When the league dropped its amateur tag in 1906, the church abandoned the club, which changed its name to Mansfield Wesley and moved into the Notts and District League. In the summer of 1910, despite having lost the previous season to Mansfield Mechanics in the Second Qualifying Round of the FA Cup, the team changed its name to Mansfield Town. In the following years, Mansfield Town swapped between the Notts and District League, Central Alliance League and Notts and Derbyshire League, before World War I brought a halt to proceedings. After the war, Mansfield became occupants of the Field Mill ground, after Mansfield Mechanics failed to pay their rent. In 1921, the club was admitted into the Midland Counties League, celebrated by reaching the 6th Qualifying Round of the FA Cup twice in a row; the club won the league in 1923–24 and was the runner-up the following season, but on both occasions failed to win election to the Football League. In 1928–29, Mansfield won the Midland League again, but more famously reached the Fourth Round Proper of the FA Cup, losing 2–0 to First Division Arsenal, after a cup run which saw them beat Second Division Wolverhampton Wanderers.
However, York City beat the Stags in elections for a League place. In 1931, Mansfield were elected to the Southern Section of the Third Division. However, the club struggled to adapt to League surroundings and were in the lower reaches of the table. One of few highlights in the years before the Second World War was Ted Harston, who scored 55 goals in one season before transferring to Liverpool. After the war, Mansfield started to see some progress. Lucky to escape the need for re-election when it was decided that no club would be relegated after the 1946–47 season, the Stags started to move up the table. In 1950–51, Mansfield reached the Fifth Round of the FA Cup and became the first Football League team to complete a 23–game home schedule unbeaten, although missed out on the only Third Division promotion spot. In 1959–60 the club was relegated to the created Fourth Division, before gaining promotion back to the Third Division in 1962–63; this promotion was tainted by life-time suspensions handed out to players Brian Phillips and Sammy Chapman for bribing opponents, including players of Hartlepools United in a vital match which Mansfield won 4–3.
Two seasons the club again narrowly missed out on promotion to the Second Division. The season after avoiding relegation due to a points deduction for Peterborough United, Mansfield made another headline-grabbing cup run. Mansfield beat First Division West Ham United 3–0 in the Fifth Round of the 1968–69 FA Cup, before narrowly losing to Leicester City in the Quarter Finals. In 1971–72 Mansfield were relegated, again, to the Fourth Division. By 1976–77, the club was back in the Third Division, despite the distraction of a 5–2 FA Cup defeat to Matlock Town, beat Wrexham to the Third Division title; the club went straight back down, only a good run of form at the end of the 1978–79 season saved Mansfield from a double relegation. Mansfield won the Football League Trophy in front of 58,000 fans in May 1987, beating Bristol City on penalties after a 1–1 draw. However, the years that followed were inconsistent, with Mansfield becoming a "yo-yo" team between the Third and Fourth Divisions, it was at this time that controversial owner Keith Haslam bought the club.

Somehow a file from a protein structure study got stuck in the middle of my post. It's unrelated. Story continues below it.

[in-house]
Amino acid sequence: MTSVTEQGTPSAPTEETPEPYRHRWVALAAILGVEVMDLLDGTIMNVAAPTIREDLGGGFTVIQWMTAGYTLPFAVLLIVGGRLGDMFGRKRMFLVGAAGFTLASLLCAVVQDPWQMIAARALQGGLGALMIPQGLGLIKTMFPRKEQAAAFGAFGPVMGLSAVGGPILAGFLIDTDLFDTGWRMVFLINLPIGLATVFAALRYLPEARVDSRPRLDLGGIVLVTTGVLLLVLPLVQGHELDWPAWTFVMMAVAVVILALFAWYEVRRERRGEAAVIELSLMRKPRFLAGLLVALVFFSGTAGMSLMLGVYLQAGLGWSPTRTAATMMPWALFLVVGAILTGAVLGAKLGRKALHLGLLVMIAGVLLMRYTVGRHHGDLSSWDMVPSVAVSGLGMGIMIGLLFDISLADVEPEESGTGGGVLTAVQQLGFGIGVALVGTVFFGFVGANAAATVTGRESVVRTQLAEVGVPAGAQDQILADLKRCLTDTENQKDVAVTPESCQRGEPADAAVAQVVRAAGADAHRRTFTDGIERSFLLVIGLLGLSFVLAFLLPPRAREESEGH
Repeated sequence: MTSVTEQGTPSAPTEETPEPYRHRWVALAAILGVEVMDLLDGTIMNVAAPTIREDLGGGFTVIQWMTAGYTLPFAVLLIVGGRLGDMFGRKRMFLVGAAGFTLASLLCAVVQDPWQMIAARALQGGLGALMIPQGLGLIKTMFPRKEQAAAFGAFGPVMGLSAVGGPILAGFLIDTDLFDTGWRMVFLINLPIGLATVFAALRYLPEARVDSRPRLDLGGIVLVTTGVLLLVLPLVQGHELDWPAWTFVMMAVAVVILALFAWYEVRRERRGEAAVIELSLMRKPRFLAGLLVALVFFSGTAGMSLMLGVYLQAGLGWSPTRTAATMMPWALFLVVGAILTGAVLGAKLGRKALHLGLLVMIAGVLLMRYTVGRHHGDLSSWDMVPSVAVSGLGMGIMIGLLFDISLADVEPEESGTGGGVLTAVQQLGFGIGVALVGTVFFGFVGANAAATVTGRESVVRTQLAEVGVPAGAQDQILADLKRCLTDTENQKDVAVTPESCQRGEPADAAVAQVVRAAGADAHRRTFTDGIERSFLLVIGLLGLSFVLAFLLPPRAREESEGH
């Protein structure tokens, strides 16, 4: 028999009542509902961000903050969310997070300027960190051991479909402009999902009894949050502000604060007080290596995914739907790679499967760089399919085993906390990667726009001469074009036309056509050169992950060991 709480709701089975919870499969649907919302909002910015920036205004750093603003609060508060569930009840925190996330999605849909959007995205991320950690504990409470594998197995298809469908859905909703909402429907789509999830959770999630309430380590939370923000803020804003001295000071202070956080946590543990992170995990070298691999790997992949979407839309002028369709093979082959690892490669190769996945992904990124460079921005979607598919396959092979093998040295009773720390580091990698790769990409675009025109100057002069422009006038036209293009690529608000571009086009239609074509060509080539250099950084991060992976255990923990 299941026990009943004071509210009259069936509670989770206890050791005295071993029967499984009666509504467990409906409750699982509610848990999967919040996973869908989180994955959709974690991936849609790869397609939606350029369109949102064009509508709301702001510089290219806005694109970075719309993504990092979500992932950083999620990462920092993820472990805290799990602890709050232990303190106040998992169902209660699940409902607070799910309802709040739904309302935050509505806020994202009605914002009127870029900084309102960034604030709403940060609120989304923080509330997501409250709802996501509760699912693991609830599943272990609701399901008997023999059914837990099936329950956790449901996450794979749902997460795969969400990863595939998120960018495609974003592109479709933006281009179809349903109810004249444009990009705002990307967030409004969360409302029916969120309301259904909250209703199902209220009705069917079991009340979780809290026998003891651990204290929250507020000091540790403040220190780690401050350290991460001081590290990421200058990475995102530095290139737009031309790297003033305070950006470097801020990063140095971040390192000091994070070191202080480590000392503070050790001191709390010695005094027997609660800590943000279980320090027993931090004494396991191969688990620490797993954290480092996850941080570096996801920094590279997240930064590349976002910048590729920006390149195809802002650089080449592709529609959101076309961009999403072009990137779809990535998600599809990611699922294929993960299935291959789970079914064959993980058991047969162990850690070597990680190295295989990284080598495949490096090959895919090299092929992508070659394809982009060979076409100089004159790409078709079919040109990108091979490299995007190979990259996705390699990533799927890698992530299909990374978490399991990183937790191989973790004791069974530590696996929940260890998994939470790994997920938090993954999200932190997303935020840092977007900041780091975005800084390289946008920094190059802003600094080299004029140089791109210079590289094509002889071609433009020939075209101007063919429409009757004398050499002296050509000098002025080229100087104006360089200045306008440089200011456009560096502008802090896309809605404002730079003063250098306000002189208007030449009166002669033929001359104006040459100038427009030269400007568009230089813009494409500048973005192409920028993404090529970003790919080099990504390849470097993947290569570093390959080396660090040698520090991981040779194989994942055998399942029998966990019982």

In 2001–02, Mansfield were again promoted to the third tier of English football, beating Carlisle on the final day of the season to take third place from Cheltenham Town, who lost at Plymouth. A poor season in Division Two did not
Penalty shoot-out (association football)
A penalty shoot-out is a method of determining which team is awarded victory in an association football match that cannot end in a draw, when the score is tied after the regulation playing time as well as extra time have expired. In a penalty shoot-out, each team takes turns shooting at goal from the penalty mark, with the goal only defended by the opposing team's goalkeeper; each team has five shots. Shoot-outs finish as soon. If scores are level after five pairs of shots, the shootout progresses into additional "sudden-death" rounds. Balls kicked into the goal during a shoot-out do not count as goals for the individual kickers or the team, are tallied separately from the goals scored during normal play. Although the procedure for each individual kick in the shoot-out resembles that of a penalty kick, there are some differences. Most notably, neither the kicker nor any player other than the goalkeeper may play the ball again once it has been kicked; the penalty shoot-out is one of the three methods of breaking a draw that are approved by the Laws of the Game.